Democrats are looking to build on President-elect Joe Biden’s victory in the state — the first time Democrats had won there on the presidential level in nearly three decades — and solidify Georgia’s status as a battleground state for the foreseeable future.
Both sides have used the fitful round of coronavirus negotiations to their advantage, with Democrats hoping Trump’s political brinkmanship turns off voters struggling to endure as the pandemic continues to rage.
“Not only is this a belated investment. It is also a very poor investment,” Stacey Abrams, the former Democratic gubernatorial candidate, said Monday on CNN. “We need two U.S. senators who are willing to go to Washington and be in partnership with the new president, to deliver real Covid relief to the state of Georgia.”
Perdue — along with House Minority Leader Kevin McCarthy and Sen. Lindsey Graham (R-S.C.) — were among the Republican members of Congress lobbying Trump behind the scenes to sign the bill in recent days and avert the fallout of a government shutdown and the expiration of several safety-net provisions enacted earlier this year.
Republicans need to win only one of the two runoffs to maintain control of the Senate going into next year and prevent unified Democratic control of both the White House and Congress.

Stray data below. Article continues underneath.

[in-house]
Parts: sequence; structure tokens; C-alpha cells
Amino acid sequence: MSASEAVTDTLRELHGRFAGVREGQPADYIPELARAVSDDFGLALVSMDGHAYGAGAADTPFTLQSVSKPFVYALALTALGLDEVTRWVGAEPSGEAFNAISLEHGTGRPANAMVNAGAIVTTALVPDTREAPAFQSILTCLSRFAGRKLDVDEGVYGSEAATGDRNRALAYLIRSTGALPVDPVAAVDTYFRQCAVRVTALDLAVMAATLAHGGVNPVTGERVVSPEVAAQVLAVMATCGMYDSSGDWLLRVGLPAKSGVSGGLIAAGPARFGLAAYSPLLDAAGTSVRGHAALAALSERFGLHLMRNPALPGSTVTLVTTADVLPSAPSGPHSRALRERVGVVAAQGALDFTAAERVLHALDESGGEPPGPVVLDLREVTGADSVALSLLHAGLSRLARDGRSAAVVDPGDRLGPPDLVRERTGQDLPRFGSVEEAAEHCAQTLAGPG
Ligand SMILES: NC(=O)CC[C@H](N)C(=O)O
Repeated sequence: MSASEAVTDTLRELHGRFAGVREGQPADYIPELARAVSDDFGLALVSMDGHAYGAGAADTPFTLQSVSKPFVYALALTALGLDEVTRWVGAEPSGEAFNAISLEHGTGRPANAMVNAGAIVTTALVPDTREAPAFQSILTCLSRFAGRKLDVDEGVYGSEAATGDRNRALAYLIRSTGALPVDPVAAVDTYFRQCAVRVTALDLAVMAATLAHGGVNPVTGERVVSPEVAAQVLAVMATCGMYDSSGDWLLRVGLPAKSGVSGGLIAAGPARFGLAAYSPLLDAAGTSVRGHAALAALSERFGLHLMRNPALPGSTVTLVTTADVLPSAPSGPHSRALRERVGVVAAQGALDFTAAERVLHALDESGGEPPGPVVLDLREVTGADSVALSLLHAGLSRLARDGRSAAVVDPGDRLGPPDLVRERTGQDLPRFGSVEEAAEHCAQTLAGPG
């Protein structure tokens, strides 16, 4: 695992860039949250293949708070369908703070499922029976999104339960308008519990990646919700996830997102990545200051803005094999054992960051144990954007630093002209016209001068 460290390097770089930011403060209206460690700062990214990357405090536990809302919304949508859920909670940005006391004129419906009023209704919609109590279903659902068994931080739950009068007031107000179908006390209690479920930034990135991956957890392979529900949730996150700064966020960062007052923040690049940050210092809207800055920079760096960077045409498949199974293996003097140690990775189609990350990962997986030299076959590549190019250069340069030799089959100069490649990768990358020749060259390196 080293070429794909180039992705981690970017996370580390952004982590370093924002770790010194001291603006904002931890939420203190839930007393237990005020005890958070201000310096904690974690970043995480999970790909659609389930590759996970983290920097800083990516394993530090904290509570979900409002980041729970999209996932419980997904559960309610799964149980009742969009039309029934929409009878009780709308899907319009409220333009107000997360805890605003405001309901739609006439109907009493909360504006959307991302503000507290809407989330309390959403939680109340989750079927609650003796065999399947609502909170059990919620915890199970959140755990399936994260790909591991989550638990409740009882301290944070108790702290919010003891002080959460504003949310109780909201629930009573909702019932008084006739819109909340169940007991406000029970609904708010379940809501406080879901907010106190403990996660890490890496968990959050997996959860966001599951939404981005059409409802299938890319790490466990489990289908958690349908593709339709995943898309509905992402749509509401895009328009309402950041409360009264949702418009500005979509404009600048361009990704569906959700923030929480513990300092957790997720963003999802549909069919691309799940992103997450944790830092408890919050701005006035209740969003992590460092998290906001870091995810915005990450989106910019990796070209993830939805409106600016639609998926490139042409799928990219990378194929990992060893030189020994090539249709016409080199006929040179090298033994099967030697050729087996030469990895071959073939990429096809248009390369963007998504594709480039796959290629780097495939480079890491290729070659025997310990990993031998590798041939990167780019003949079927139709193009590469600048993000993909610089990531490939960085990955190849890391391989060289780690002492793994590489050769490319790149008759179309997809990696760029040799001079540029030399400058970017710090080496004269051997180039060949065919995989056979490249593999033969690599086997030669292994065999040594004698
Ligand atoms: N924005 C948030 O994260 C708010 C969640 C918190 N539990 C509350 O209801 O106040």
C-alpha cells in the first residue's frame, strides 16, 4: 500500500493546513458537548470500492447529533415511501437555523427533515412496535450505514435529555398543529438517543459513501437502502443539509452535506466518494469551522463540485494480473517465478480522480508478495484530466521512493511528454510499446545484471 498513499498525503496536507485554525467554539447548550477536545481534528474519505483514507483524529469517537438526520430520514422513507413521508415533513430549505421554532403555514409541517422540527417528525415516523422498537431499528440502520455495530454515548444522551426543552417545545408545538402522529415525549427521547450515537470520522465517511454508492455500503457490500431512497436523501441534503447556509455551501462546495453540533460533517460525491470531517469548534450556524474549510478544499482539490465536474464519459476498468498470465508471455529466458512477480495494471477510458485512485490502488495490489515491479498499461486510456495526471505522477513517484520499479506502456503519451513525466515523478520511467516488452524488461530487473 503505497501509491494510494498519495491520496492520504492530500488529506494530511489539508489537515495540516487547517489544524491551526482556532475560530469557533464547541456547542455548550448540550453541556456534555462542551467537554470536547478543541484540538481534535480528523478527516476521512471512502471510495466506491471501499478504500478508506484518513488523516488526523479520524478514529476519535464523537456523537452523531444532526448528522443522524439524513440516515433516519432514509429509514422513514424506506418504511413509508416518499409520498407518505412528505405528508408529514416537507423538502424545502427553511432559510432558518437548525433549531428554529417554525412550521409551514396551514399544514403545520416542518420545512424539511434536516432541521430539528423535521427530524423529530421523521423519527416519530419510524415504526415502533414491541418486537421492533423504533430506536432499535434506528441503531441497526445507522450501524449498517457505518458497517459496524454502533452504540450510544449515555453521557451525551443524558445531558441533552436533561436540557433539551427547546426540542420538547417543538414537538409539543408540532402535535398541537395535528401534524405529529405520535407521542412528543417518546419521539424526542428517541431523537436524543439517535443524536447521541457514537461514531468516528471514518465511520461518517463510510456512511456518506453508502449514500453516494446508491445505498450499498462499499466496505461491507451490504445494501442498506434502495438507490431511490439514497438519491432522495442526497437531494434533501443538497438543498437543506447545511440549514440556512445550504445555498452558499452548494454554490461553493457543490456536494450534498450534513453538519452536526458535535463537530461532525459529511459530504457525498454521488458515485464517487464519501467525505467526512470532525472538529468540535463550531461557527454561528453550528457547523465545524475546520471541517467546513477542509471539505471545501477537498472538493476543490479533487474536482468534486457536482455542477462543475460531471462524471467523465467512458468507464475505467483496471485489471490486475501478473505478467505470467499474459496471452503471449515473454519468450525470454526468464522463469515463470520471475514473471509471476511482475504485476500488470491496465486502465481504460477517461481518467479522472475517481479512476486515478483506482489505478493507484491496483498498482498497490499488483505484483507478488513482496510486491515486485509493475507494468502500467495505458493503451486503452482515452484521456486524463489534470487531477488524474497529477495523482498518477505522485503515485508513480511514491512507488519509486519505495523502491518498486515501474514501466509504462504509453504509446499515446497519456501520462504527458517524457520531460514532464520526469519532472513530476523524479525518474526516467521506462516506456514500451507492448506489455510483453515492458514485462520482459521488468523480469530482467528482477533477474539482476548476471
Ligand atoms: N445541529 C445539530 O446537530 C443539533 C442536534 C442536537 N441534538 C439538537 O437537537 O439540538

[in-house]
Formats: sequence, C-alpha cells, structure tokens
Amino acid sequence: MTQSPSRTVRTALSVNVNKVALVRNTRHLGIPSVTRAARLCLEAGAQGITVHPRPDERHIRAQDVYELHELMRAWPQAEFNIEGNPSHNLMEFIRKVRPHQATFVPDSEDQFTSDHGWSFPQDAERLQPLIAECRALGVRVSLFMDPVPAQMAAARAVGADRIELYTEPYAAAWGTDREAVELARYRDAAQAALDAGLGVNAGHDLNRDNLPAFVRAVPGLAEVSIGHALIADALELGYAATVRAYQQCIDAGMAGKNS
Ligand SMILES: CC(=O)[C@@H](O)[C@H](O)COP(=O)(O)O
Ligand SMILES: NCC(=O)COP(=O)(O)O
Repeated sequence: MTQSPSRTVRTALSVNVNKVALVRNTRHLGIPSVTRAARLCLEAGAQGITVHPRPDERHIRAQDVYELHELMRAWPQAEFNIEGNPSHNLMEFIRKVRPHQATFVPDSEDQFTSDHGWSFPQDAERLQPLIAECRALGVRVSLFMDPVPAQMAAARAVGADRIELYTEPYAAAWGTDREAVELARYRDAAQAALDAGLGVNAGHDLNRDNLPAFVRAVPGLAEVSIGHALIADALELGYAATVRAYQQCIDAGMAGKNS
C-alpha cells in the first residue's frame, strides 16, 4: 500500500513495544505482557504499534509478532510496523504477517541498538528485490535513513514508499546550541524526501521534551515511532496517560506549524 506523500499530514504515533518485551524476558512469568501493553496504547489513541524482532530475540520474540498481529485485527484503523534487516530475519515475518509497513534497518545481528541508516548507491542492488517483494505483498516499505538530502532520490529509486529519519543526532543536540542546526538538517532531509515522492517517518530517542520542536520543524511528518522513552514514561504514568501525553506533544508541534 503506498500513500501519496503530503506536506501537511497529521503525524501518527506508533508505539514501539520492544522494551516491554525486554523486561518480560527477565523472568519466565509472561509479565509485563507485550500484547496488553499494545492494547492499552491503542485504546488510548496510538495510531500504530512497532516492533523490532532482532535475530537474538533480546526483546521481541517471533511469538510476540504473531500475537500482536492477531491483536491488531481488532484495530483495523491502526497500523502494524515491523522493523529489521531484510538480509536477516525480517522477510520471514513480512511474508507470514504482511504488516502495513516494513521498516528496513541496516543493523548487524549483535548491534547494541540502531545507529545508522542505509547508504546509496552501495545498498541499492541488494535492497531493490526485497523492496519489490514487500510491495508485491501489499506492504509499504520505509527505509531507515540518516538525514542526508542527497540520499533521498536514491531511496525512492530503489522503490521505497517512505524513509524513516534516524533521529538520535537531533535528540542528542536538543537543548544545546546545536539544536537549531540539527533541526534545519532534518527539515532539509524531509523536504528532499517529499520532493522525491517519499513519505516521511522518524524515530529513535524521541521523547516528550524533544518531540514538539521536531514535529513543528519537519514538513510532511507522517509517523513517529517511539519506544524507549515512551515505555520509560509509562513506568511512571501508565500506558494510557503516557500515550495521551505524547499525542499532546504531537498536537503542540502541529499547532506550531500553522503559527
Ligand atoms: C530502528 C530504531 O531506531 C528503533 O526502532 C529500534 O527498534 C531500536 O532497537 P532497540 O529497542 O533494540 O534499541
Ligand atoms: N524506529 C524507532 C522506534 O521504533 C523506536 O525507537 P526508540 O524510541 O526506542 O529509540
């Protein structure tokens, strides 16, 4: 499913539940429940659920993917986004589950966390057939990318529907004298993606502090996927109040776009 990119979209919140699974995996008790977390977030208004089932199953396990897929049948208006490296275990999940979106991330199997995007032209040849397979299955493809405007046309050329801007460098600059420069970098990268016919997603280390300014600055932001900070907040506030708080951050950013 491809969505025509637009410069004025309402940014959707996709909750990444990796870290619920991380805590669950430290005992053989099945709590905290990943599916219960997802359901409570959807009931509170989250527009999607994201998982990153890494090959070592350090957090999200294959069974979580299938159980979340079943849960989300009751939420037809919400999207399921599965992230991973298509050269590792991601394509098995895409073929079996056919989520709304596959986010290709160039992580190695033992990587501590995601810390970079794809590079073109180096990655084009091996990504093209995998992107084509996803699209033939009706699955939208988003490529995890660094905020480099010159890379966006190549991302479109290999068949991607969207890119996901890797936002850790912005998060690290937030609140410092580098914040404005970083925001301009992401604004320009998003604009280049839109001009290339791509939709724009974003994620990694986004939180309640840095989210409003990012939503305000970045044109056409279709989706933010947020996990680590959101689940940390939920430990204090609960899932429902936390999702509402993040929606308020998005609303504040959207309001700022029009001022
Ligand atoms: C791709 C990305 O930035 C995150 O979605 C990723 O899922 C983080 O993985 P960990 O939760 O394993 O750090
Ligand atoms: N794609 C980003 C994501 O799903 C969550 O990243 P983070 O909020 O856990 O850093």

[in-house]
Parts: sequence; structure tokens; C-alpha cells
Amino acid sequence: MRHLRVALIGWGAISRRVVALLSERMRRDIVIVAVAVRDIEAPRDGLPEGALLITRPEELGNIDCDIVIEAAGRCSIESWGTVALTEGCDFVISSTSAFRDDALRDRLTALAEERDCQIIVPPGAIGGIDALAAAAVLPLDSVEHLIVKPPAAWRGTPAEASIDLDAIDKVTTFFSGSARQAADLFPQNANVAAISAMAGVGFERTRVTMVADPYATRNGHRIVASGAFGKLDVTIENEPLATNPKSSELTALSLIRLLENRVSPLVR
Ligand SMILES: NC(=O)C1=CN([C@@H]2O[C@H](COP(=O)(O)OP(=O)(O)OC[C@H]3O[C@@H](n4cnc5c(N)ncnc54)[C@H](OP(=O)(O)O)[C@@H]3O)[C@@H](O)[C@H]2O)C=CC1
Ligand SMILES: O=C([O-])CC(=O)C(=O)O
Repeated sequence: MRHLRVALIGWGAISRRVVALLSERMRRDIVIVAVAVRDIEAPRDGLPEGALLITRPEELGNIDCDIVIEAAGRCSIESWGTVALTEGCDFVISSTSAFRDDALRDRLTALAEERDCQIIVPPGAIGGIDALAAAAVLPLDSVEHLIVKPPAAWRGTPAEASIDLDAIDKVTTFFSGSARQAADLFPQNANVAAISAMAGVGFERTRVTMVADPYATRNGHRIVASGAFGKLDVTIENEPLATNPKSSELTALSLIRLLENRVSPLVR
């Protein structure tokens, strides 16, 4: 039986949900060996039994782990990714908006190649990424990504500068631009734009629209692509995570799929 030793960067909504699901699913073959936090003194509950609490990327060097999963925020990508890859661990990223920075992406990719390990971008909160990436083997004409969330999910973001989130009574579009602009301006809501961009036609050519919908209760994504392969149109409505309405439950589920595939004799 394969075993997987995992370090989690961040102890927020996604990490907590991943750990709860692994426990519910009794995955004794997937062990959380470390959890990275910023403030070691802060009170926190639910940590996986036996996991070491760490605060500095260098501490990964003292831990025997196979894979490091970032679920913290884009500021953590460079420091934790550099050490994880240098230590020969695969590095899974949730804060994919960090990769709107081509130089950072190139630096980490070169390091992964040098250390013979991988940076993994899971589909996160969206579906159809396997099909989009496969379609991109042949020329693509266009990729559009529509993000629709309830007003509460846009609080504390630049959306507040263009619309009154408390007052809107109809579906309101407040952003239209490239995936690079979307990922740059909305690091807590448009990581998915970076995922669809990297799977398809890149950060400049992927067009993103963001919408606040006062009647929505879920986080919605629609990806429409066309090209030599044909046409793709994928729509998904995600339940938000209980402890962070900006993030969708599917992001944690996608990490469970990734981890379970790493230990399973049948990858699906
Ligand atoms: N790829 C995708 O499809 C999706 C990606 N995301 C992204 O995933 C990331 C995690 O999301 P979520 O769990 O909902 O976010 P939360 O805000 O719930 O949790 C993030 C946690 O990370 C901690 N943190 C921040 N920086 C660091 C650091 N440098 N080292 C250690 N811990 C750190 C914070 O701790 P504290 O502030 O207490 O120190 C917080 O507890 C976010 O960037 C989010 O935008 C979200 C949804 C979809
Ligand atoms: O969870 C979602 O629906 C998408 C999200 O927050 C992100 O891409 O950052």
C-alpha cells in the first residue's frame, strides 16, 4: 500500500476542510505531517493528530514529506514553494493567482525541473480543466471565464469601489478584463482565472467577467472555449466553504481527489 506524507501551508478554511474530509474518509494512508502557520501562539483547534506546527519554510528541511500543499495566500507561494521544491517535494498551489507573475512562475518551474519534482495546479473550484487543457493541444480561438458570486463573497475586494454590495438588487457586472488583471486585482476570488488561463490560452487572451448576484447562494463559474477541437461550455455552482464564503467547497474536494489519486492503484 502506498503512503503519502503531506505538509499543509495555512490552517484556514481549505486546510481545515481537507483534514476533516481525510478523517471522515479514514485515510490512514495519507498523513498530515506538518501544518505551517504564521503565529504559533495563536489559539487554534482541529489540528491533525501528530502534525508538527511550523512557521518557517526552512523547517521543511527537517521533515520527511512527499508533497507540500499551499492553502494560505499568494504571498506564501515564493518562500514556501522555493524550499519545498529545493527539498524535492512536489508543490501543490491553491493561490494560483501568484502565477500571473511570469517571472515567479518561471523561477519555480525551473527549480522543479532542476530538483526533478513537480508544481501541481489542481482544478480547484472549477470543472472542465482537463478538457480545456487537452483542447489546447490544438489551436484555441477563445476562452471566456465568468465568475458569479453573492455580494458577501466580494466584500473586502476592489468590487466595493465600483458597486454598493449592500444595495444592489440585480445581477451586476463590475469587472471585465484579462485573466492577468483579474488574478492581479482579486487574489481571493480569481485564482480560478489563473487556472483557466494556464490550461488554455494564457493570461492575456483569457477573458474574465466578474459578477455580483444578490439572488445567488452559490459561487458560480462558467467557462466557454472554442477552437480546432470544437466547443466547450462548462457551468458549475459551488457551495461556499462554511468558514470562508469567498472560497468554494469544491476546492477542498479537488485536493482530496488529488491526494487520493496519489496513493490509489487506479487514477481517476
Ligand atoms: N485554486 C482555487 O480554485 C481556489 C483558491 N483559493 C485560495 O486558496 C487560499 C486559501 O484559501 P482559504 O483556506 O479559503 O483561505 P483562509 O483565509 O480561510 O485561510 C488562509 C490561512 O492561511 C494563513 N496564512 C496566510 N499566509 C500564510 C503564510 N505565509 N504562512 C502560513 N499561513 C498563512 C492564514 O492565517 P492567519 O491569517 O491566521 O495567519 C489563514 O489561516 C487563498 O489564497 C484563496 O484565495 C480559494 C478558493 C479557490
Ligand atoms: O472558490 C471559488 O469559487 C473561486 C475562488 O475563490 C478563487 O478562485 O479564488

“If you want to stand against a socialist takeover of the United States Senate, it is imperative that Georgians turn out to vote,” Rep. Elise Stefanik (R-N.Y.), whose standing among conservatives skyrocketed during the Trump years, said Monday on Fox News.
The GOP typically has an advantage in run-off contests, which are generally low-turnout affairs, particularly in a state like Georgia that Republicans have done well in historically. However Trump and others have repeatedly undermined the integrity of Georgia’s election process, potentially diminishing enthusiasm among some Republican voters who no longer believe the runoffs will be a fair fight.